As part of an effort to make life for military families a little bit easier, Rep. Mike Garcia, R-Santa Clarita, announced Thursday his Military Spouse Licensing Relief Act passed Congress.
The bill passed the House in September, and the text of the law was agreed to in the Senate on Tuesday by unanimous consent in an amendment to the Veterans Auto and Education Improvement Act of 2022.
Garcia, who noted the significant difficulties facing the armed forces right now in terms of personnel, has been working on the bill since April 2021, with Sen. Mike Lee, R-Utah, introducing companion legislation in the Senate.
“In the midst of one of the most challenging moments for our military in terms of recruitment and retention, what this bill does is it allows the spouse of active-duty members to effectively cross-deck their professional licenses, if they’re a Realtor, a doctor, a nurse, a teacher, a beautician, a cosmetologist, whatever their profession is, across state lines when they get orders from one state to the next,” Garcia said Wednesday during a hearing on the bill in the House of Representatives.
The bill, should it be signed into law by President Joe Biden, would amend the Servicemembers Civil Relief Act (SCRA) of 2003 to require states to recognize service members’ spouses occupational license from another state, if the service member and the service member’s spouse move across state lines on account of a Permanent Change of Station order, according to a one-pager that summarizes the bill.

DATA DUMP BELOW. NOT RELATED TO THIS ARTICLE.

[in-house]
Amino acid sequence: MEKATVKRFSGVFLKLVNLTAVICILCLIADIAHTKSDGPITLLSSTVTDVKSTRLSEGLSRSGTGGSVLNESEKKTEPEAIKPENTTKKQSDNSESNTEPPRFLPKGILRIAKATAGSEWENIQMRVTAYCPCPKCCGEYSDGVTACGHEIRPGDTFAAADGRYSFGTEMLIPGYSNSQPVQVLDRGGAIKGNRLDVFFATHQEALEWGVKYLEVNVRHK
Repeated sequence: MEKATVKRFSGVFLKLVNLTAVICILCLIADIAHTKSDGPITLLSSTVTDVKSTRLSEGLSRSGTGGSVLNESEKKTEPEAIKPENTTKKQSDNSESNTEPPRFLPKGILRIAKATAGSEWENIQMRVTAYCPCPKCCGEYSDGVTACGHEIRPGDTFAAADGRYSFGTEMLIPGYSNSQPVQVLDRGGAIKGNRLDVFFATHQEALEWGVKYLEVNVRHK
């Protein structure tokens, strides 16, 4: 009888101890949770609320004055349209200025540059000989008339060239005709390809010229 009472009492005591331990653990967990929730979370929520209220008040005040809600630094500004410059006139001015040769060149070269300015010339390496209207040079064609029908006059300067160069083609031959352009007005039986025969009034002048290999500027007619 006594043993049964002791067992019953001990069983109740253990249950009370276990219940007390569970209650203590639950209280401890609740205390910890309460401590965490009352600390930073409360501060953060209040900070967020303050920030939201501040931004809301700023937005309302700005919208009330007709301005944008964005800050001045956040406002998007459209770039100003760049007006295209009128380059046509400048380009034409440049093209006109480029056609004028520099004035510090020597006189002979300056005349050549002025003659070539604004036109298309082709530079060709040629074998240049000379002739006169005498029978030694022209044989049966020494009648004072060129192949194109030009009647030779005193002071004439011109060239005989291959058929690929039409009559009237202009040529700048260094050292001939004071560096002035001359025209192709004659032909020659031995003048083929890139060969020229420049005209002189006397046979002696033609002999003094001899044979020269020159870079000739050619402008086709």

SCRA already provides a number of protections for active-duty service members and their families, including rental agreements, civil judicial proceedings, installment contracts and credit card and mortgage interest rates.
But Garcia notes the bill is an attempt to address a problem facing many military families: While the national unemployment rate is just below 4%, the rate for military spouses is 20%. The bill has the potential to impact a little over 34% of military spouses who have professional licenses.
Currently in California, as in most states, “agencies shall issue expedited temporary licenses to military spouses licensed in good standing in another state. For some professions, the military spouse may be required to take a state-specific examination to receive the temporary license,” according to the Department of Labor website, which also notes the different rules that apply for each state.
Garcia’s bill, which also mandates professionals to follow the rules and continuing education requirements of the new state they’re transferring to, is an effort to codify the language on these policies into federal law.
“This is a win for our military families, this is a win for our nation’s security, but it’s also a win for local communities that are in desperate need of teachers, doctors and the professionals that they bring to the table — and by the way it’s a win for the government because we now enjoy the tax revenue from those dual-income families,” Garcia said. “And hopefully it translates into better recruitment and better retention for our military.”